With the theoretical answers he had been searching for, Strasberg asserted himself into the training of the American actor with a great deal of braggadocio and bravado, distinguishing himself as quite the character.
Strasberg was well-liked by some of his students within the walls of the Actors Studio, but it seems his detractors outnumbered his fans. There are many articles, interviews, and lectures to document the vast distaste for Strasberg—even posthumously. Fellow members of the Group criticized his teachings, critics and scholars deconstructed his style, and rival teachers called his interpretations of Stanislavsky not only misguided but fraudulently reckless.
It didn’t help that Strasberg conducted himself as an enigma with a habit of self-praise and inflation. He was known to have seizures of anger and would often appear closed off and mysterious. (Ironic for a teacher who encouraged his actors to reveal their personal nature onstage.) He was often seen as aloof, confusing, and unclear. Reading transcripts of his lectures and classes is an exercise in interpreting rambling confusion. And his confidence and proclamations of excellence were often met with outrage, especially from those who considered themselves more qualified to teach the System than him.
However, the behavior of Strasberg should not eclipse or confuse the intention of his teachings. Strasberg—who died in 1982—has unfairly been used as a punching bag and scapegoat by many for the woes of American theater. This popular blame dilutes his contributions to the craft and imbalances credit for what we know of the American acting style.
Like Stanislavsky, Strasberg had a skill for being able to identify and articulate the frustration of actors with the illusory nature of their artistic work. By latching onto the notion of affective memory, Strasberg offered a tool that could help actors do their job. Whereas Stanislavsky is often compared to Freud for opening up a deconstruction of the psyche as it relates to human expression via the theater, Strasberg’s work is more compatible with that of Pavlov, the psychologist who conditioned dogs to salivate with the ringing of a bell.
And here is perhaps one of the most misunderstood distinctions about Strasberg’s Method: It does not encourage the crude reliving of experienced emotional events onstage. What is does promote is training to identify and consistently replicate the stimuli that could induce a similar rush and thrill to that of a lived moment. Strasberg understood the role of an actor to necessitate two types of awareness: that of the character and that of the actor as an artist. Both needed to be expressed concurrently.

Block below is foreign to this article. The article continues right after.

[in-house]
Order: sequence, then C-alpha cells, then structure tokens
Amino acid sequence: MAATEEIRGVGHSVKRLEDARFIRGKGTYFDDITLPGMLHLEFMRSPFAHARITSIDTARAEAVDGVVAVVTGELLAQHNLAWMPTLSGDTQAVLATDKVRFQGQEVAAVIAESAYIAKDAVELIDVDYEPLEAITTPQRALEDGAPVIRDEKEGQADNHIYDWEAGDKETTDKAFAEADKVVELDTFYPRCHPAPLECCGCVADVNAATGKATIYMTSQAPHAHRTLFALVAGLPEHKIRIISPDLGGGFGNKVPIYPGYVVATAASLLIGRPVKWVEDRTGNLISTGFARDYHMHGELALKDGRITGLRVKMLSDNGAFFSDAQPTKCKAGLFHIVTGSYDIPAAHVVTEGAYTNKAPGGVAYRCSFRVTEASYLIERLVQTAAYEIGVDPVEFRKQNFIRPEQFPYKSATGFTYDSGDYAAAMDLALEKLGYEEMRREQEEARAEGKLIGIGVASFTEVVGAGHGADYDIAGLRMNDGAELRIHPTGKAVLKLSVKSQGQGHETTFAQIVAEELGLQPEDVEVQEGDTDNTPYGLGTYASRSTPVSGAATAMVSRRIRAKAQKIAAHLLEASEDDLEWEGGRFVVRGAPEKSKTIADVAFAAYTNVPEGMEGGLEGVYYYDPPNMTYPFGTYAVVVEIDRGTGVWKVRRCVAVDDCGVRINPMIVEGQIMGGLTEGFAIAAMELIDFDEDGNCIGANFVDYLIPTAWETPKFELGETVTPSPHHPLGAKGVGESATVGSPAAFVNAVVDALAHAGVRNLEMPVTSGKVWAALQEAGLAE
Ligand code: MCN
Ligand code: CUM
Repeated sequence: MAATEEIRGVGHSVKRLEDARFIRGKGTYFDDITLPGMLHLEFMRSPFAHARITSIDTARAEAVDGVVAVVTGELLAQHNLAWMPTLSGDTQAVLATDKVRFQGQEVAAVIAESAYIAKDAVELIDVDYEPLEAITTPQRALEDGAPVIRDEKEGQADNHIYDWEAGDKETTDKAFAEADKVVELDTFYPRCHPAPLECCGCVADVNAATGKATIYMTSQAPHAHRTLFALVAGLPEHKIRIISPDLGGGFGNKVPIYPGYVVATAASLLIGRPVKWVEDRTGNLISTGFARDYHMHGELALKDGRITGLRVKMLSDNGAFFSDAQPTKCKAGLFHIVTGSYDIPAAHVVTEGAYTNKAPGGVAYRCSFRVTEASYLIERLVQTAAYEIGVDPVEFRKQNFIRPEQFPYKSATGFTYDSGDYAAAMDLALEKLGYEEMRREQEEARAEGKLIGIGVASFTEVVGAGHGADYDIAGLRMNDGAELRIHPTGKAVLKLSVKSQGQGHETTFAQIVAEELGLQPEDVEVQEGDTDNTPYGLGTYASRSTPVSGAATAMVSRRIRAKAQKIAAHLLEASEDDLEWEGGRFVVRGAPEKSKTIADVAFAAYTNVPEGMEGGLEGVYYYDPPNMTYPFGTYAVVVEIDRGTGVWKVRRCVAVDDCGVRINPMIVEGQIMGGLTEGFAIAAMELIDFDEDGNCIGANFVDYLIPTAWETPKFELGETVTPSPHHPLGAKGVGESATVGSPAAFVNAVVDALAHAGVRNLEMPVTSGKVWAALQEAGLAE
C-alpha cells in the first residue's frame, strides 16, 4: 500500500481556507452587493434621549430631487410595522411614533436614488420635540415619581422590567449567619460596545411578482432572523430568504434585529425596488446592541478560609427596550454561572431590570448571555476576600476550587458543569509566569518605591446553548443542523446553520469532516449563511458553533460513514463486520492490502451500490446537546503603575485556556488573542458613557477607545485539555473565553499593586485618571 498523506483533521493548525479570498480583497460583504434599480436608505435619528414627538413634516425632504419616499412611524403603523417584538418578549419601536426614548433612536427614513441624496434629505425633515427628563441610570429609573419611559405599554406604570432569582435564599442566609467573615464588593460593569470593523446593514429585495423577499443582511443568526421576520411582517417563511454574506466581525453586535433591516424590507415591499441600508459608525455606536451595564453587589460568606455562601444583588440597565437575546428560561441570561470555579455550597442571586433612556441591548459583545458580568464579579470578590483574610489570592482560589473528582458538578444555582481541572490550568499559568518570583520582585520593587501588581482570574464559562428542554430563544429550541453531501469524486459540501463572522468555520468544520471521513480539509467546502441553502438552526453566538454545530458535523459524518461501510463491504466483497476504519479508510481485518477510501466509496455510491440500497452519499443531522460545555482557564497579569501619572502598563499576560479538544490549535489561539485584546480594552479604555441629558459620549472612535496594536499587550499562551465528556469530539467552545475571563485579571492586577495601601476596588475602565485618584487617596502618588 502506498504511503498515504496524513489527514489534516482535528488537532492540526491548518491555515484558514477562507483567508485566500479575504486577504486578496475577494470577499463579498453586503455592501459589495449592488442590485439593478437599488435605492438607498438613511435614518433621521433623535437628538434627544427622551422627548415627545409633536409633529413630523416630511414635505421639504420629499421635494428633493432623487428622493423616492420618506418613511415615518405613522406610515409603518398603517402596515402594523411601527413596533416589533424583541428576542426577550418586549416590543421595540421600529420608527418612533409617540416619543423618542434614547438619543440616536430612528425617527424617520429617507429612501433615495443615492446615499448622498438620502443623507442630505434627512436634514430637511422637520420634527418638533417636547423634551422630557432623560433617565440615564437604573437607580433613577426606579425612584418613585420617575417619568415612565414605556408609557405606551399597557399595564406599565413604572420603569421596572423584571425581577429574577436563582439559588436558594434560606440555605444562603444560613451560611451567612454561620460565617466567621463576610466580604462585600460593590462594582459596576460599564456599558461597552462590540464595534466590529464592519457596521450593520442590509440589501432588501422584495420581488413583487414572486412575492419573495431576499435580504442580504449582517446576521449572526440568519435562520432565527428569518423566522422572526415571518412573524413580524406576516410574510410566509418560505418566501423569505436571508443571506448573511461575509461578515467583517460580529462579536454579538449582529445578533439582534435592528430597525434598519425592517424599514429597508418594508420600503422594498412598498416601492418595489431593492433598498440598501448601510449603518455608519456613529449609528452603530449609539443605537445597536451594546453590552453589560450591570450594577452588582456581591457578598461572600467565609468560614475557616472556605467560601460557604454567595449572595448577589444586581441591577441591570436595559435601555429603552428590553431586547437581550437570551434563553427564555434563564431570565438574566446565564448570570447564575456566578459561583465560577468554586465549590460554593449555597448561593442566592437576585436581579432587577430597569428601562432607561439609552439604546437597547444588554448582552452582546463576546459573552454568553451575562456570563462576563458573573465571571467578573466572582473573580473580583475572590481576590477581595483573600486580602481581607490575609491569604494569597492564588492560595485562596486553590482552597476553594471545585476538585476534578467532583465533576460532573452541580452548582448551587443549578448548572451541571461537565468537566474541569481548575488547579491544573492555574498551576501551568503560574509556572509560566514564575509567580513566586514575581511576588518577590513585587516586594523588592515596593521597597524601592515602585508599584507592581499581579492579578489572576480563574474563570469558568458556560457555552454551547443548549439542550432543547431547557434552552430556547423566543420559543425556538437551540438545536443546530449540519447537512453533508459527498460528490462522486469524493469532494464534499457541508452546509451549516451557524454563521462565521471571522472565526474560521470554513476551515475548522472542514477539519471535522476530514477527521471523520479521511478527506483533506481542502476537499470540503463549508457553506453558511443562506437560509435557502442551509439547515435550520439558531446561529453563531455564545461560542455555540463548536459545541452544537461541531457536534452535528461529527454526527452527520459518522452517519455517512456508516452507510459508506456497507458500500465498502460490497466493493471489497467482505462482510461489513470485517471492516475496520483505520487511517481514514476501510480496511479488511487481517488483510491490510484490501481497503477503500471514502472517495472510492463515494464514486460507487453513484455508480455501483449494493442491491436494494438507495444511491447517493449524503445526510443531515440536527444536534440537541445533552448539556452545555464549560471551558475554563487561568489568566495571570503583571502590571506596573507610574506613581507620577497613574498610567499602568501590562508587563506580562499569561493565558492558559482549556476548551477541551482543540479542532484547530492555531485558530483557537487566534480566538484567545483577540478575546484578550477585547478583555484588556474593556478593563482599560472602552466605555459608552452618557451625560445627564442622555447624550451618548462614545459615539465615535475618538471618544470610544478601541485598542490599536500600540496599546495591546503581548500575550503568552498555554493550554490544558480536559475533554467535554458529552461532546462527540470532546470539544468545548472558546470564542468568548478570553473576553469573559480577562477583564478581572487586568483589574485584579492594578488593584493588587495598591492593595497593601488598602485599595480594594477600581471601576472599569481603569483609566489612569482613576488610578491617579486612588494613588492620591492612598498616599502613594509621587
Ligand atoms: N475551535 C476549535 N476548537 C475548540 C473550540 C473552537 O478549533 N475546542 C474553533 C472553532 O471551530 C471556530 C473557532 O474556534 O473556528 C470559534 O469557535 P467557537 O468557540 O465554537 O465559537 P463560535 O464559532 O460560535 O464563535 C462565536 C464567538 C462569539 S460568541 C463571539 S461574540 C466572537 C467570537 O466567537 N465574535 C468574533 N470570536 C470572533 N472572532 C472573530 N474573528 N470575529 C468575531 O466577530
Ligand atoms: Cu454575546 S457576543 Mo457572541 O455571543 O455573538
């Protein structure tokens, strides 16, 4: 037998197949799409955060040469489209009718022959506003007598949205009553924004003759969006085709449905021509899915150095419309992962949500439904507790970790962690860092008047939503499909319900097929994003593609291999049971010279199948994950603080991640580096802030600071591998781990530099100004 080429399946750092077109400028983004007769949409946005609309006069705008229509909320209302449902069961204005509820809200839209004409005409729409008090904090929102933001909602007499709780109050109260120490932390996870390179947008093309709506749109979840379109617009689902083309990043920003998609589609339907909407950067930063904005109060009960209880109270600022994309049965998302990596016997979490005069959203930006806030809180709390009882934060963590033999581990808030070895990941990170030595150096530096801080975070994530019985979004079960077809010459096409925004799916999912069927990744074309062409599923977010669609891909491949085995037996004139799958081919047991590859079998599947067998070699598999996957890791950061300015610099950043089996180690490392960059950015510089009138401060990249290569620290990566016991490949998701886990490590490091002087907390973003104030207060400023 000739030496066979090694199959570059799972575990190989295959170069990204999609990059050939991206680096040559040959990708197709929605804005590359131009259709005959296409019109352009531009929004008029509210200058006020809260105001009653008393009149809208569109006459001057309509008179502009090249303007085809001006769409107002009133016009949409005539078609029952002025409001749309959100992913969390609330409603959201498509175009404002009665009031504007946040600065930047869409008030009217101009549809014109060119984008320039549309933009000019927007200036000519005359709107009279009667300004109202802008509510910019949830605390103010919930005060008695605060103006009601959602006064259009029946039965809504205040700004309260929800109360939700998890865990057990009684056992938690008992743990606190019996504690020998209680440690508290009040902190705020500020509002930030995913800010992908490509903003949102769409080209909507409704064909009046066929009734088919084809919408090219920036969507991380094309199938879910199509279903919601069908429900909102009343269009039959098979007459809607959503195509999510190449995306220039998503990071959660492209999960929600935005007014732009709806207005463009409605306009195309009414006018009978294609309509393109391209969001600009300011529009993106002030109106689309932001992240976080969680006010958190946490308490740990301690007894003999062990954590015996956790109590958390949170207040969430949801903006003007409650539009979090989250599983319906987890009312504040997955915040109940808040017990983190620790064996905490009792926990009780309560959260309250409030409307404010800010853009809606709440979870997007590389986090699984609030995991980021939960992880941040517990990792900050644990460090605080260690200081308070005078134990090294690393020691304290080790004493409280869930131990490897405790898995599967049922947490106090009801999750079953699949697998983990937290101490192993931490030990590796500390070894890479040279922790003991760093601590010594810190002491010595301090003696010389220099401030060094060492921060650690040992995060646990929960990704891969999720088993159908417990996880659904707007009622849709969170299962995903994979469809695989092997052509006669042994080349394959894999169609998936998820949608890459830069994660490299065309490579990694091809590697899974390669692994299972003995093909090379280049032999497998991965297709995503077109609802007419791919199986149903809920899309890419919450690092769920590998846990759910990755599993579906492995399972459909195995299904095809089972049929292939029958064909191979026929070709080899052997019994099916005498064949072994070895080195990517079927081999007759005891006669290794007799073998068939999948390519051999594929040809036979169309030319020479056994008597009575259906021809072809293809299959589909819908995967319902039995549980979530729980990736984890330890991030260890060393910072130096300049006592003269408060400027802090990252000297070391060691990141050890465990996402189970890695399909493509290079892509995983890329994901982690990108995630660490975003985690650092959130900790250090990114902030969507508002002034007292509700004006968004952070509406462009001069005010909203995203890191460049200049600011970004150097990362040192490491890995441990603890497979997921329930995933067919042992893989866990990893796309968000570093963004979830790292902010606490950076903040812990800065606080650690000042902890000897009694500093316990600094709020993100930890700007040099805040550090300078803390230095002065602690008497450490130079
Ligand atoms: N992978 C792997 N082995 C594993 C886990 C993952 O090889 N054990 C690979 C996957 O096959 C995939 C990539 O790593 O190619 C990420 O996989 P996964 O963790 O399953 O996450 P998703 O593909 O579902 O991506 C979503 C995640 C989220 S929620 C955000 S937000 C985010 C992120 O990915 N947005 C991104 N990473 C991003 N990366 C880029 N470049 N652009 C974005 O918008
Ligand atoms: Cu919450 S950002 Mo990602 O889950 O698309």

It’s this emphasis on the identification and replication of detailed stimuli that encourages some Method actors to immerse themselves in the environment of their character, hence Robert DeNiro working as a cabbie in preparation for his iconic role in “Taxi Driver.” It’s this ability to control and contribute the stimulus that induces or provokes an authentic response that gave the actor an artistic autonomy in the creative process, Strasberg suggested. Rather than be a puppet, the actor would influence the very nature of the work in a way as specific and personal as that of the playwright or director.
To balance a double awareness of the character’s demands and the actor’s expression, Strasberg taught mechanisms to remove unconscious physical habits from the actor, increase awareness of the world, and practice the realistic replication of the actor’s awareness.
The removal of stress was a critical first step for Strasberg’s actors. If they were to embody and express the life of another person, they would need to be a tabula rasa, a blank slate. However, it was also crucial for actors to understand where they stored tension in their bodies and what that indicated about their own life and habits. For example, if an actor carried a lot of stress in their lips or jaw, what was the cause? Was it a specific expression the actor used a lot? Why?
Another exercise Strasberg would do was to have his students move and behave like animals or speak in gibberish to shake societal patterns and habits out of their system.
Focus and deliberateness is the crucial next component in Strasberg’s Method; once the tension is removed, actors are encouraged to absorb the world in different ways that are not too dissimilar to meditation practices, like honing in on certain sounds or canceling others out. A hyperattention to the senses is necessary for actors to replicate believable stimuli in their work, so the same sorts of exercises are done with vision, touch, and even taste.
Once the senses are attuned, actors move into sense memory, the Method’s manifestation of Stanislavsky’s affective memory. This is the most controversial component of the Method.
Sense memory exercises encourage actors to replicate mundane but intimate moments (like shaving, cooking, or waking up) with attention to realistic detail. Strasberg would push further by encouraging students to enact more vulnerable and private moments onstage by focusing on the sensory stimulus of those moments. He would encourage actors to identify the sensations and textures of important personal objects to see how they handled and treated them.
The whole notion of sense memory is to get the actor to behave in a way that feels intimate and nonpresentational, and for the audience to feel voyeurism in the viewing of the performance. This dynamic, Strasberg contended, not only made the performances more authentic but also gave the actor a distinct personal grip on the expression of their role.
If you have difficulty connecting in the moment to a character’s actions, or are fearful that your choices are clichèd and generalized, the Method will be helpful. The technique will encourage you to think in a detailed way and will also trick your brain into interpreting actions and objectives onstage with a texture of personal care instead of public performance. For younger or new actors, understanding the Method is an essential rite of passage to push through the mystery of performance and how one can acquire a craft which is repeatable and not merely left to the whims of inspiration.